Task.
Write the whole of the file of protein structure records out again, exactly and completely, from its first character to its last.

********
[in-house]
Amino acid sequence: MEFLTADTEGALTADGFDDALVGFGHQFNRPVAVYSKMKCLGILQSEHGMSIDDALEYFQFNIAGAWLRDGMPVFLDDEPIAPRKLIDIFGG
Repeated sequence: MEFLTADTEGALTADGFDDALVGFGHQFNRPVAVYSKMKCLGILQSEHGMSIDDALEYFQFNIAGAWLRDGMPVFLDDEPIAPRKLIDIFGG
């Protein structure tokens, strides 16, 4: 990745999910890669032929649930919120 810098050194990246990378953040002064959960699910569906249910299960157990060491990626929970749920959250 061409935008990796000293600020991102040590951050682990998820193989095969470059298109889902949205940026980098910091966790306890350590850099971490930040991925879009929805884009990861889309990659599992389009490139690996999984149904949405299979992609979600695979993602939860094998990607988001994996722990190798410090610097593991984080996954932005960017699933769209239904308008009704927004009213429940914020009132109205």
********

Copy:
[in-house]
Amino acid sequence: MEFLTADTEGALTADGFDDALVGFGHQFNRPVAVYSKMKCLGILQSEHGMSIDDALEYFQFNIAGAWLRDGMPVFLDDEPIAPRKLIDIFGG
Repeated sequence: MEFLTADTEGALTADGFDDALVGFGHQFNRPVAVYSKMKCLGILQSEHGMSIDDALEYFQFNIAGAWLRDGMPVFLDDEPIAPRKLIDIFGG
């Protein structure tokens, strides 16, 4: 990745999910890669032929649930919120 810098050194990246990378953040002064959960699910569906249910299960157990060491990626929970749920959250 061409935008990796000293600020991102040590951050682990998820193989095969470059298109889902949205940026980098910091966790306890350590850099971490930040991925879009929805884009990861889309990659599992389009490139690996999984149904949405299979992609979600695979993602939860094998990607988001994996722990190798410090610097593991984080996954932005960017699933769209239904308008009704927004009213429940914020009132109205």